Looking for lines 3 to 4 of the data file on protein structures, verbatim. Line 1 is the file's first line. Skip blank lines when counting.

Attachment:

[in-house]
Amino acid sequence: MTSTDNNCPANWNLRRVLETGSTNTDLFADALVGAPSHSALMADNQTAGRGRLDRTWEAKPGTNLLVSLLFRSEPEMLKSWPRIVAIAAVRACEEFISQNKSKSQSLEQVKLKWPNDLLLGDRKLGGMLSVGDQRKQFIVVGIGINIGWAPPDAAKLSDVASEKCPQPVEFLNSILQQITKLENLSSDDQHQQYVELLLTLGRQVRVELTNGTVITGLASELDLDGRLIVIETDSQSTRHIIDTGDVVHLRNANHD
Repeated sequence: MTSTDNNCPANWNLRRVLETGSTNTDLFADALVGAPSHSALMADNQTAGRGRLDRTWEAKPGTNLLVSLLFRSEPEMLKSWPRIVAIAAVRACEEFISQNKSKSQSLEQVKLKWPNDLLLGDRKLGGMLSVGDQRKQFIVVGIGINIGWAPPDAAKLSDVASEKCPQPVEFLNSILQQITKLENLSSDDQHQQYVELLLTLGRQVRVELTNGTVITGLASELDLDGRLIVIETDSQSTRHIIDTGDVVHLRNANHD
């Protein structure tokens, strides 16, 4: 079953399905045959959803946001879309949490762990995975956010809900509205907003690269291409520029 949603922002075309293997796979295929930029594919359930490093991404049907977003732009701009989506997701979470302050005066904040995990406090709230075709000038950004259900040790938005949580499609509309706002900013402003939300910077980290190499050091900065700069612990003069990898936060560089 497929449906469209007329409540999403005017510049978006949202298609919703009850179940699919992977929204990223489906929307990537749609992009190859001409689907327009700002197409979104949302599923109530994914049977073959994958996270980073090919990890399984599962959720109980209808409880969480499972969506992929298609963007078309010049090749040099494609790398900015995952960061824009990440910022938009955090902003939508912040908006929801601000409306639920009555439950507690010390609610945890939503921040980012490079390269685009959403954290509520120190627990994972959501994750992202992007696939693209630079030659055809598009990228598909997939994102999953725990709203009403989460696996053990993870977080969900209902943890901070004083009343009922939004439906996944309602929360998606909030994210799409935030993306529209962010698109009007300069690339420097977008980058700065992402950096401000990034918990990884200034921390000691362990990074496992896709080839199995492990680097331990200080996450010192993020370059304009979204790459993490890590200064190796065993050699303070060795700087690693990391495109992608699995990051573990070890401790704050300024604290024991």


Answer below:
Repeated sequence: MTSTDNNCPANWNLRRVLETGSTNTDLFADALVGAPSHSALMADNQTAGRGRLDRTWEAKPGTNLLVSLLFRSEPEMLKSWPRIVAIAAVRACEEFISQNKSKSQSLEQVKLKWPNDLLLGDRKLGGMLSVGDQRKQFIVVGIGINIGWAPPDAAKLSDVASEKCPQPVEFLNSILQQITKLENLSSDDQHQQYVELLLTLGRQVRVELTNGTVITGLASELDLDGRLIVIETDSQSTRHIIDTGDVVHLRNANHD
């Protein structure tokens, strides 16, 4: 079953399905045959959803946001879309949490762990995975956010809900509205907003690269291409520029 949603922002075309293997796979295929930029594919359930490093991404049907977003732009701009989506997701979470302050005066904040995990406090709230075709000038950004259900040790938005949580499609509309706002900013402003939300910077980290190499050091900065700069612990003069990898936060560089 497929449906469209007329409540999403005017510049978006949202298609919703009850179940699919992977929204990223489906929307990537749609992009190859001409689907327009700002197409979104949302599923109530994914049977073959994958996270980073090919990890399984599962959720109980209808409880969480499972969506992929298609963007078309010049090749040099494609790398900015995952960061824009990440910022938009955090902003939508912040908006929801601000409306639920009555439950507690010390609610945890939503921040980012490079390269685009959403954290509520120190627990994972959501994750992202992007696939693209630079030659055809598009990228598909997939994102999953725990709203009403989460696996053990993870977080969900209902943890901070004083009343009922939004439906996944309602929360998606909030994210799409935030993306529209962010698109009007300069690339420097977008980058700065992402950096401000990034918990990884200034921390000691362990990074496992896709080839199995492990680097331990200080996450010192993020370059304009979204790459993490890590200064190796065993050699303070060795700087690693990391495109992608699995990051573990070890401790704050300024604290024991």